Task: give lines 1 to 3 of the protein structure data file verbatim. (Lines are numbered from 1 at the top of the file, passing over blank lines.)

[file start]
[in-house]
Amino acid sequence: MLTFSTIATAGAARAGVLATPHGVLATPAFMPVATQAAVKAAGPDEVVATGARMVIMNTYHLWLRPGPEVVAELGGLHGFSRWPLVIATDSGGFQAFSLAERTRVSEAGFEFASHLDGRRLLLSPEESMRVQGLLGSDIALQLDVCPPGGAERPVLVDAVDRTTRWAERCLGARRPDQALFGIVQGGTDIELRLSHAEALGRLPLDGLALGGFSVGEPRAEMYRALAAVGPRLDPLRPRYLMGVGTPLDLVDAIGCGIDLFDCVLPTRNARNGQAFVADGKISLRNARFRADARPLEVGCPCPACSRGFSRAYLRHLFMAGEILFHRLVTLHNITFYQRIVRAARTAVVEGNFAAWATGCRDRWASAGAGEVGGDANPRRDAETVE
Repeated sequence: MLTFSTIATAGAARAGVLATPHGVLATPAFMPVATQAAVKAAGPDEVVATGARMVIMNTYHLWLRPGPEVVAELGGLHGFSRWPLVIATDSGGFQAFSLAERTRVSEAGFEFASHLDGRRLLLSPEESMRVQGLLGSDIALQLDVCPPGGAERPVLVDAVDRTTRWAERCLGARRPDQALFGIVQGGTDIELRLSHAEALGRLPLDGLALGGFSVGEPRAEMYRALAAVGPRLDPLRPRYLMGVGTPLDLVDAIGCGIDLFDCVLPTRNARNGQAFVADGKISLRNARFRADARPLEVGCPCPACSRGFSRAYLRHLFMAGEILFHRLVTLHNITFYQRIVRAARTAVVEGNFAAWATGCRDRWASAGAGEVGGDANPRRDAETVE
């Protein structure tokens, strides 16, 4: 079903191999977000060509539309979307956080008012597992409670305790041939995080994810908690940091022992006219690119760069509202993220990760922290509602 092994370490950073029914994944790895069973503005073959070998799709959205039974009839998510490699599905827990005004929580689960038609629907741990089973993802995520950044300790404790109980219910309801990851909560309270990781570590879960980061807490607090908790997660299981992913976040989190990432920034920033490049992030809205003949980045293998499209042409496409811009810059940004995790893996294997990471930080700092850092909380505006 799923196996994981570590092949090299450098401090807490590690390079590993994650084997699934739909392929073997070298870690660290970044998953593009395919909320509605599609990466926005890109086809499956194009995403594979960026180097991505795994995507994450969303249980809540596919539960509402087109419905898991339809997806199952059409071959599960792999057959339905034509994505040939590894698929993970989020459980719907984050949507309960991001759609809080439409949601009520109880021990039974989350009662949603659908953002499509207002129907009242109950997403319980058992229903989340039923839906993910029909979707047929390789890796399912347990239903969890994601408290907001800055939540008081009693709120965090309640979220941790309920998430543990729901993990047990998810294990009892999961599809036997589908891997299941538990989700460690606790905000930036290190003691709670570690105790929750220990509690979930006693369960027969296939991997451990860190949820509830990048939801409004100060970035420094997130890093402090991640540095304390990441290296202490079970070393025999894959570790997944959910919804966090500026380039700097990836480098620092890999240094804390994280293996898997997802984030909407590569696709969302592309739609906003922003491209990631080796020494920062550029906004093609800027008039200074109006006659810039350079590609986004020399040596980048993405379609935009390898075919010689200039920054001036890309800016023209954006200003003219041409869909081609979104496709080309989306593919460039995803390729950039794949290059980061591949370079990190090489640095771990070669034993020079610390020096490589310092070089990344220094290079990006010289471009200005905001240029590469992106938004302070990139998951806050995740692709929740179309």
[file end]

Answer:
[in-house]
Amino acid sequence: MLTFSTIATAGAARAGVLATPHGVLATPAFMPVATQAAVKAAGPDEVVATGARMVIMNTYHLWLRPGPEVVAELGGLHGFSRWPLVIATDSGGFQAFSLAERTRVSEAGFEFASHLDGRRLLLSPEESMRVQGLLGSDIALQLDVCPPGGAERPVLVDAVDRTTRWAERCLGARRPDQALFGIVQGGTDIELRLSHAEALGRLPLDGLALGGFSVGEPRAEMYRALAAVGPRLDPLRPRYLMGVGTPLDLVDAIGCGIDLFDCVLPTRNARNGQAFVADGKISLRNARFRADARPLEVGCPCPACSRGFSRAYLRHLFMAGEILFHRLVTLHNITFYQRIVRAARTAVVEGNFAAWATGCRDRWASAGAGEVGGDANPRRDAETVE
Repeated sequence: MLTFSTIATAGAARAGVLATPHGVLATPAFMPVATQAAVKAAGPDEVVATGARMVIMNTYHLWLRPGPEVVAELGGLHGFSRWPLVIATDSGGFQAFSLAERTRVSEAGFEFASHLDGRRLLLSPEESMRVQGLLGSDIALQLDVCPPGGAERPVLVDAVDRTTRWAERCLGARRPDQALFGIVQGGTDIELRLSHAEALGRLPLDGLALGGFSVGEPRAEMYRALAAVGPRLDPLRPRYLMGVGTPLDLVDAIGCGIDLFDCVLPTRNARNGQAFVADGKISLRNARFRADARPLEVGCPCPACSRGFSRAYLRHLFMAGEILFHRLVTLHNITFYQRIVRAARTAVVEGNFAAWATGCRDRWASAGAGEVGGDANPRRDAETVE